Lt. Cmdr. Glenn Rioux. (U.S. Navy photo)
This is one in a series of stories that feature military personnel serving at Naval Air Station Patuxent River.
PATUXENT RIVER, Md. (June 7, 2016)—A 1990 Canyon Osbourn Park High School graduate from Manassas, Virginia native is serving with Naval Test Wing Atlantic (NTWL) supporting the future of naval aviation aboard Naval Air Station Patuxent River, Maryland.
Lt. Cmdr. Glenn Rioux is a naval flight officer serving with NTWL, responsible for the life cycle of mission systems on the MQ-8 Fire Scout Unmanned Aircraft System (UAS). He is a key member of a war fighting team that researches, develops, supports and manages sensor systems on the Fire Scout aircraft.
"What I enjoy most about my job is having the opportunity to work with an amazing group of professionals serving their country through military, government, and contractor service to fulfill Fleet requirements for an unmanned surveillance platform," said Rioux.
NTWL is responsible for safe and efficient execution of developmental ground and flight testing across all naval aviation platforms and systems.
It consists of five component commands, air test and evaluation squadrons, VX-20, HX-21 and VX-23, the Unmanned Aerial Systems Test Directorate and U.S. Naval Test Pilot School.
Rioux works directly for PMA-266, an unmanned aerial systems test directorate, which is responsible for testing and evaluating the Navy's newest and most advanced aircraft systems.
"Every command is different, each command has a different flavor, a different climate and a different pace," said Rioux. "PMA-266 definitely reflects the attitude of its commanding officer, Capt. Jeff Dodge, who is a great leader and an amazing advocate for making sure we are providing the right product at the right performance at the right time to those defending our country. He sets the tone of this program office to enable this team to aggressively pursue providing capability to the Fleet while being good stewards of our taxpayer's dollars."
NTWL includes approximately 3,800 personnel, including 400 military, 800 civilian, 2,500 contractors and 65 students at any given time. Working together to accomplish the command's test and evaluation mission, they do everything from maintaining aircraft airframes, electronic systems and engines, to handling administrative requirements, developing test plans, reporting test results, handling weapons and flying the aircraft.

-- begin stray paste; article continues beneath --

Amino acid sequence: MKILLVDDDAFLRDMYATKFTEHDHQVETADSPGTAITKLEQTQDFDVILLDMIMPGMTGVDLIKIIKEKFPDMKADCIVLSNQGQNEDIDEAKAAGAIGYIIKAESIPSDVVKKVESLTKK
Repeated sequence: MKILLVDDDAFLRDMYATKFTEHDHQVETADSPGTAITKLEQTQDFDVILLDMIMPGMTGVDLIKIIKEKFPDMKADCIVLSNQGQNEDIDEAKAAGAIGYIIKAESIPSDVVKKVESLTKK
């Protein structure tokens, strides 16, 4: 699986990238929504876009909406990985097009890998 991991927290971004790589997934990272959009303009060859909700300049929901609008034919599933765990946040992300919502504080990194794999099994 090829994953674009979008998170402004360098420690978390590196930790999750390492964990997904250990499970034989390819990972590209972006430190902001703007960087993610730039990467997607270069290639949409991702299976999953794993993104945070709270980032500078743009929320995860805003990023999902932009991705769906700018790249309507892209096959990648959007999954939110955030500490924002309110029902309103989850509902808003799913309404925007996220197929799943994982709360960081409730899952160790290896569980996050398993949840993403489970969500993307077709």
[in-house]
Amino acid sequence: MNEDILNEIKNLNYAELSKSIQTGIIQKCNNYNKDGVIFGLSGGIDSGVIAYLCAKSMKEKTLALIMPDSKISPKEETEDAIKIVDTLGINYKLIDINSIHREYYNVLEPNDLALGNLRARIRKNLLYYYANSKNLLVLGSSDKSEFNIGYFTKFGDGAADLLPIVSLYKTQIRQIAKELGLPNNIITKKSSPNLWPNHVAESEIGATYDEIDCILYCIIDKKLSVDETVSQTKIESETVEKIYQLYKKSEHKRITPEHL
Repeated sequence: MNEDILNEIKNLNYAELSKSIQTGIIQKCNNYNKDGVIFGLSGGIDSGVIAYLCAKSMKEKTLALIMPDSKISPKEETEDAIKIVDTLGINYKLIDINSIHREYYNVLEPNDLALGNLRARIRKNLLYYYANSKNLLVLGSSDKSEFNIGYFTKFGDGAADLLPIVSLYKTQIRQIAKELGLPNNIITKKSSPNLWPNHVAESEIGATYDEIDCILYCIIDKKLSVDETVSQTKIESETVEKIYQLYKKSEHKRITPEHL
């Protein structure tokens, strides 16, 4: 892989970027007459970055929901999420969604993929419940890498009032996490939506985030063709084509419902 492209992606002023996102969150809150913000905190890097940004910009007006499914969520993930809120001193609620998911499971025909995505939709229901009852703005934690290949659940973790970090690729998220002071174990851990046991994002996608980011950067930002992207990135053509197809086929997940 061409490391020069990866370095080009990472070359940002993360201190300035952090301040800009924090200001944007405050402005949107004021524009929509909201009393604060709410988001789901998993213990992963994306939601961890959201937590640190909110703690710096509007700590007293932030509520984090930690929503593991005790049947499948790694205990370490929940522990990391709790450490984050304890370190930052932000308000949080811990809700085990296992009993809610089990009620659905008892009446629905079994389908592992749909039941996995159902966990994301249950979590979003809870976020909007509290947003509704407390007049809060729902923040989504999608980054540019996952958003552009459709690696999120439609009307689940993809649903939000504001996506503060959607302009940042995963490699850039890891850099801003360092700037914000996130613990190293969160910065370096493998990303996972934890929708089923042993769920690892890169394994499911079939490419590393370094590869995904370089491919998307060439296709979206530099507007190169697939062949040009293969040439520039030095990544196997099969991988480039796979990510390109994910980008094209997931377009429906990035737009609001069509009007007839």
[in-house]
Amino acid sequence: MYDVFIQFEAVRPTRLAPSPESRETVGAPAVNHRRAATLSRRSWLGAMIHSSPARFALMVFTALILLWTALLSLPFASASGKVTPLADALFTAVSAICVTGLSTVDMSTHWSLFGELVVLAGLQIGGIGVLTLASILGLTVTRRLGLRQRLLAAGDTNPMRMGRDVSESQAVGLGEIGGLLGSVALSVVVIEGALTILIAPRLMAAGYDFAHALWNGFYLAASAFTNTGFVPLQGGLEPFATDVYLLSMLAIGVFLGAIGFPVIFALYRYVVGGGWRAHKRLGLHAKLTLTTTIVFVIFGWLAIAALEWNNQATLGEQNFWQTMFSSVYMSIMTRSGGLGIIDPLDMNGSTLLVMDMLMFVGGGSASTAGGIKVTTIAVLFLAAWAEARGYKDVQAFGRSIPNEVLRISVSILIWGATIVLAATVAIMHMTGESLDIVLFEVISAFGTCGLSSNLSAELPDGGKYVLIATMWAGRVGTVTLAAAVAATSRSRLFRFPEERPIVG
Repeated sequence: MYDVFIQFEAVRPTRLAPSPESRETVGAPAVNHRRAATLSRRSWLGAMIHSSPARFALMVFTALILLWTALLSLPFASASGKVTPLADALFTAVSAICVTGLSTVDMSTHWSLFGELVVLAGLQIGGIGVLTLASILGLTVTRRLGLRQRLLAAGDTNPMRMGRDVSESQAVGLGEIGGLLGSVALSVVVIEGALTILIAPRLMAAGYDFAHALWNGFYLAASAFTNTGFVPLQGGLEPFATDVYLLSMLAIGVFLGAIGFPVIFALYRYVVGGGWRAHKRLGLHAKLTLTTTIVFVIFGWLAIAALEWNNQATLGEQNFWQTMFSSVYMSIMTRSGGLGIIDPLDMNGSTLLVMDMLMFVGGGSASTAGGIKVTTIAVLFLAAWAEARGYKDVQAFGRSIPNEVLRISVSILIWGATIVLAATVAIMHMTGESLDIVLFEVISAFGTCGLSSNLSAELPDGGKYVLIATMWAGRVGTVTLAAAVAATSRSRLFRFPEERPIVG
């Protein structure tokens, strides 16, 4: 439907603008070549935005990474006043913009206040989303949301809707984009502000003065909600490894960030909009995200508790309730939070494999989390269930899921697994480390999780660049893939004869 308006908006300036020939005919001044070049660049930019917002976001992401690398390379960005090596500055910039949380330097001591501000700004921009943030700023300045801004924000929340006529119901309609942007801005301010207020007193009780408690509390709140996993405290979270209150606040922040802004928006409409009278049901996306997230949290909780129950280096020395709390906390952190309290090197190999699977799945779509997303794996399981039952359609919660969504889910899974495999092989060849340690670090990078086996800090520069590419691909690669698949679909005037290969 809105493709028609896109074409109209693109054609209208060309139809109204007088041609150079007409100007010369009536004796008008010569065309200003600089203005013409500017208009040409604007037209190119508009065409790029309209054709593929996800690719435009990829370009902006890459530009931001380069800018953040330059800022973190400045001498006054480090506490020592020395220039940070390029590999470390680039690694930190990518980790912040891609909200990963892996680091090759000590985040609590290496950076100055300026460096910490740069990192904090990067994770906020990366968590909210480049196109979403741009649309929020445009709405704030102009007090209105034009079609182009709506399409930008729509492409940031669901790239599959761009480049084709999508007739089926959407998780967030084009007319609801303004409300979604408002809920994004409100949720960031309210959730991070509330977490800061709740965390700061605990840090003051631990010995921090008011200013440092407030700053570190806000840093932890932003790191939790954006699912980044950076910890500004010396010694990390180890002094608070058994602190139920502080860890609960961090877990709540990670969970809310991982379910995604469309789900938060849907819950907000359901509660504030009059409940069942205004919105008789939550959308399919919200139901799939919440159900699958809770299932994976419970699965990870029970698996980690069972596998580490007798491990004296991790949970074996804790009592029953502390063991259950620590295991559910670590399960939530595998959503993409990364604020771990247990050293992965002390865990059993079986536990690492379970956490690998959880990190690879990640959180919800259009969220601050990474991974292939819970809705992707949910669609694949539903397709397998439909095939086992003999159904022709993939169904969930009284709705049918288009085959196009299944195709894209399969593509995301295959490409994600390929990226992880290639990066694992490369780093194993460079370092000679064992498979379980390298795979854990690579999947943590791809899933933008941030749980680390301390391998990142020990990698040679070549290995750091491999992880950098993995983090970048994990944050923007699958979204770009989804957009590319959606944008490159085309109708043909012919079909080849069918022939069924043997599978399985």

"The men and women of Naval Test Wing Atlantic do great work every day to keep naval aviation at the cutting edge, said Capt. Brett Pierson, NTWL commander. "Whether they are flying or maintaining our aircraft, developing or executing test plans, or taking care of all the support we need in order to do what we do so well, our team takes pride in ensuring systems are ready for the fleet. I am very proud of our people for what they do to defend our nation."
Serving in the Navy, Rioux is learning about being more of a leader through handling numerous responsibilities.
"Enlisting in the Navy right out of high school, I worked my way up through the ranks, earned my college education, excelled in flight school, sacrificed to serve my country, and am now on track to be the commanding officer of the U.S. Naval Test Pilot School in roughly two years," said Rioux. "Since serving in the Navy for 25 years, I have learned that no matter your history, if you take pride in your work, are honest, display integrity, work hard, respect people, study the art of your trade, seek advice of those who have gone before you and stay true to your religion, yourself, your family, and your friends, not only can you make something of yourself serving in the military but in life as well."